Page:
Poor Nations Confront Choice of Trees or Jobs
THE old man chopping wood on the edge of Perinet nature reserve looked surprised. A foreign visitor had just asked whether he was aware he was cutting down trees in one of the world's most endangered rain forests, containing rare primates, orchids, and prehistoric ferns.Skip to next paragraph
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''Why no,'' he says, standing amid stumps of old trees with axe in hand. ''Sure I care about the forests and the lemurs that live in them. But we have to work.''
He was taking the wood, he says, to fuel the stoves in the factories of a graphite mine that employs hundreds of people.
The encounter illustrates the problem facing developing countries: On the one hand, people must grow food and utilize resources on ever-dwindling land. On the other, policymakers and environmentalists want to protect species endangered by the encroachments of humans.
According to international environmental groups, such as the World Wildlife Fund (WWF), Madagascar is a particularly dramatic case, with its unusual flora and fauna. Some 90 percent of its 250 species of reptiles are unique to the islands, along with 29 of its lemur species and 80 percent of its 10,000 plant species.
An island off Mozambique in the Indian Ocean, Madagascar's wildlife, such as lemurs - a relative of the monkey found nowhere else - evolved in isolation. Naturalists now fear that with the country's population of 12 million expected to double in 25 years the rain forests will disappear.
Rain forest for firewood
Living in one of the world's poorest countries, many of the people of Madagascar barely subsist on a per capita income of $200. An estimated 750,000 acres of forest disappear each year for slash-and-burn agriculture and much-needed firewood. The indigenous wildlife also face threats from poaching, uncontrolled ranging of livestock, and ornamental-plant collection.
''This is the most urgent thing we must tackle and the most difficult, how to meet daily human needs like water, fuel wood, and food versus stopping the overexploitation of finite resources,'' says Taka Hirishi, deputy director of policy for the United Nations Environment Program in Nairobi.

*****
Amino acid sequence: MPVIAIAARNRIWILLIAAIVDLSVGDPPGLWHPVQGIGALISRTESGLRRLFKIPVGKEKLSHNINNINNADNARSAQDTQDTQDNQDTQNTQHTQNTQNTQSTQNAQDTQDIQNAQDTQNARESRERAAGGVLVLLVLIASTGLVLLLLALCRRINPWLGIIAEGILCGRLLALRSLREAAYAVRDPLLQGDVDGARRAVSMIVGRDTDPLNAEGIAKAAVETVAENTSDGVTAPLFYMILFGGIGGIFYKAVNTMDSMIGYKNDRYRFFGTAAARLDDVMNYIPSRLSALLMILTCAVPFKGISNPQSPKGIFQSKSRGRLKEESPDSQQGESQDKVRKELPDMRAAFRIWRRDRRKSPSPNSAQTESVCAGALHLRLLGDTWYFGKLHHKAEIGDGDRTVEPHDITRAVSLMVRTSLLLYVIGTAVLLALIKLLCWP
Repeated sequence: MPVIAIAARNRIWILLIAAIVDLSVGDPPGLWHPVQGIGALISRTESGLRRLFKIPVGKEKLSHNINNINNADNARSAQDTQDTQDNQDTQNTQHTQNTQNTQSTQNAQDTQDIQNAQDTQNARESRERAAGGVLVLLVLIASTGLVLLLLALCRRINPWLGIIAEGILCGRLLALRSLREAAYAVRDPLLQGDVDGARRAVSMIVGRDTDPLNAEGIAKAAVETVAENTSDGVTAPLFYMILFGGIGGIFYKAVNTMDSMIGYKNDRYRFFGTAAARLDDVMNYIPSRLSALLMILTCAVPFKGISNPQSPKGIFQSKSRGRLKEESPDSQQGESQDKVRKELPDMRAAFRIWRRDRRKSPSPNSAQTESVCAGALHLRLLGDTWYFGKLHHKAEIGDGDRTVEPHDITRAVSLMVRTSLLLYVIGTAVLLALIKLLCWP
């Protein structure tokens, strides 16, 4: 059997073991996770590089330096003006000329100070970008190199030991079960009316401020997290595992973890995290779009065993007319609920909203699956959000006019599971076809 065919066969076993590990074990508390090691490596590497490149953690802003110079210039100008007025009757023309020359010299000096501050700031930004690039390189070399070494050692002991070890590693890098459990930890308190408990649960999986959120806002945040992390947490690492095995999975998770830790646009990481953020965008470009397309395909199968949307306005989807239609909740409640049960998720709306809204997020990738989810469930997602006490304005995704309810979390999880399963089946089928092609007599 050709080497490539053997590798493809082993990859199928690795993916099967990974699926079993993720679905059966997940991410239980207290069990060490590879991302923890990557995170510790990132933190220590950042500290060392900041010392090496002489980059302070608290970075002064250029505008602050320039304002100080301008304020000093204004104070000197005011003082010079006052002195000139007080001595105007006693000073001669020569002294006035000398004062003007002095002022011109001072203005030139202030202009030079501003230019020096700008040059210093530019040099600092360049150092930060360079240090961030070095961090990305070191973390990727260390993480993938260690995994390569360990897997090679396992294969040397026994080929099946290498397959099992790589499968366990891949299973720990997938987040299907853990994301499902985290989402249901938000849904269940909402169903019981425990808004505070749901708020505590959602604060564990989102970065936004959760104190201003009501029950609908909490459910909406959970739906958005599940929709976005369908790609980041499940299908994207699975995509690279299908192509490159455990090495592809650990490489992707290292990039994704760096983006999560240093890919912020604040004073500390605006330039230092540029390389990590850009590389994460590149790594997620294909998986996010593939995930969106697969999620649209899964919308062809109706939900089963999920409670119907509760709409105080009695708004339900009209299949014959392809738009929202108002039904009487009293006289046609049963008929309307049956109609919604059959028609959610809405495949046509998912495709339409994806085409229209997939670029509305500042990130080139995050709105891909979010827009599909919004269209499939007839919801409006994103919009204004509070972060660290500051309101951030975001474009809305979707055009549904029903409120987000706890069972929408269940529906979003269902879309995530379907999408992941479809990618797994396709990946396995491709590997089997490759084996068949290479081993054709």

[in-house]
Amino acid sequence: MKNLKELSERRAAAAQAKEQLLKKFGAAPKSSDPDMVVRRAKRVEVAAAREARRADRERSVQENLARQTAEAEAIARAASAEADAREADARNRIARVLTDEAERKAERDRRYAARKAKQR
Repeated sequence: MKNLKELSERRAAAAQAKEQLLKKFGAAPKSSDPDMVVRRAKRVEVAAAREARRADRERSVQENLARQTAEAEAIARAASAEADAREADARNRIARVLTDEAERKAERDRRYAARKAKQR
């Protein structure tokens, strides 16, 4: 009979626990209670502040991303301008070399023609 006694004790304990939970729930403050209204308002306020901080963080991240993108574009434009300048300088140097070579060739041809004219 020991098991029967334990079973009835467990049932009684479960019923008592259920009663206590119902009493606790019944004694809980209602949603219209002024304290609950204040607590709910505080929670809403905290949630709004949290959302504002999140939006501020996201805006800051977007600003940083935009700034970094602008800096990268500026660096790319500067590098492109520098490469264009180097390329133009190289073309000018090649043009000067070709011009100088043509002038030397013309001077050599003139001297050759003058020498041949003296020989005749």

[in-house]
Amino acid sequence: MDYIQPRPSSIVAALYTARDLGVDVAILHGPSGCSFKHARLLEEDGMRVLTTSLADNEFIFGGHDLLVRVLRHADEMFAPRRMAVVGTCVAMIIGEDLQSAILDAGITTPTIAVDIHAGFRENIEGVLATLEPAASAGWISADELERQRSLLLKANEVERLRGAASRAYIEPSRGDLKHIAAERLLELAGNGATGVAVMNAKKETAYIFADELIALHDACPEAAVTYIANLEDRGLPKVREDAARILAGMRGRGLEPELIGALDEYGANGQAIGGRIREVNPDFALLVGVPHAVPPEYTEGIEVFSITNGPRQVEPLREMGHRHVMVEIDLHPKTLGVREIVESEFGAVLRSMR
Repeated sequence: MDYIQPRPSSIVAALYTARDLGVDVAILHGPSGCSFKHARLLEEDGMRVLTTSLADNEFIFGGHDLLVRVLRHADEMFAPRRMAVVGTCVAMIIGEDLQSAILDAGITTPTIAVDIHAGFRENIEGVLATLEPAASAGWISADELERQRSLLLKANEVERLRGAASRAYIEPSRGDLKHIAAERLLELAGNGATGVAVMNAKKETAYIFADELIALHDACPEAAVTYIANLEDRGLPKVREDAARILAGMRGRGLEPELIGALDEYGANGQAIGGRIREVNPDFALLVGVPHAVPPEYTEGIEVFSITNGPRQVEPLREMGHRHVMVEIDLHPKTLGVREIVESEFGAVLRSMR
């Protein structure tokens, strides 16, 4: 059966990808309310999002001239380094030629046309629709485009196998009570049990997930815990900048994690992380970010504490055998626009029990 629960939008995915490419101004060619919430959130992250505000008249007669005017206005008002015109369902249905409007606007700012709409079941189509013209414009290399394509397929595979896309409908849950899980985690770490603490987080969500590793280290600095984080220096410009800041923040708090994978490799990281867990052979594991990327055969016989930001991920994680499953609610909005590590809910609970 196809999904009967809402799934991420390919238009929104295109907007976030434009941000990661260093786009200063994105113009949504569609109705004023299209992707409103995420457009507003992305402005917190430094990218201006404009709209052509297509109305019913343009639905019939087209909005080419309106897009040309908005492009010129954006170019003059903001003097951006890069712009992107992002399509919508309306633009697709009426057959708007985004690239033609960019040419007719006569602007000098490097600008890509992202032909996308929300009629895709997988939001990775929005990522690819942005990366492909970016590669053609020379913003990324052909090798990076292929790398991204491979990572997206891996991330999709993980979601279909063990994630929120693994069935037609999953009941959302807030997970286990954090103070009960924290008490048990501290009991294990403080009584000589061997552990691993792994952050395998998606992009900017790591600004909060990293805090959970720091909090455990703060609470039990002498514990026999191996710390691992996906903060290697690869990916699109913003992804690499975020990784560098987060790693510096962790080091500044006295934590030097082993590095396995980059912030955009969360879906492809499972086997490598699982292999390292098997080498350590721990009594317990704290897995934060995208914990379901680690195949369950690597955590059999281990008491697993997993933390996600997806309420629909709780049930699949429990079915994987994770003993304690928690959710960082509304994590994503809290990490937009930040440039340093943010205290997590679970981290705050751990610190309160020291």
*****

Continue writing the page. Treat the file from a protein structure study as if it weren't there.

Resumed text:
His and other environmental groups are struggling with how to balance the two. International bans on practices such as whaling and ivory trade are not enough. Mr. Hirishi says the most successful solution seems to lie in the communities themselves. This means raising awareness and offering means of economic support to residents so that they do not have to resort to poaching and other destructive measures to survive.
The WWF says its most successful programs have been in integrating community economic development with environmental protection.
''That is a universal theme, linking human needs and conservation. The task is to find a way to balance conservation with the pressing human needs for resources,'' says Jim Leape, senior vice president for programs at WWF. ''It is as true in the Amazon [and] in Papua New Guinea as it is in Madagascar.''
The nature of the challenges varies around the world, but the fundamental issues remain the same. In Asia, large-scale fisheries are depleting maritime resources. In Latin America and Asia, ecologists are concerned about how trade in coffee and bananas is leading to deforestation. In the Pacific Northwest of the United States, forests have been threatened by a surge of large-scale timber concessions by large multinational companies.
International environmentalists agree on the key to success: identifying what communities need so that they don't destroy their environment as they attempt to provide economic benefits to the population.
For instance, in communities surrounding the Central African Republic's Dzanga-Ndoki National Park, the WWF has helped organize fishermen and tradespeople to determine the most effective use of their ''conservation dividend'' - the 40 percent of tourist fees that the association receives. As a result, local people now view elephants as economic benefits. That is reducing illegal hunting.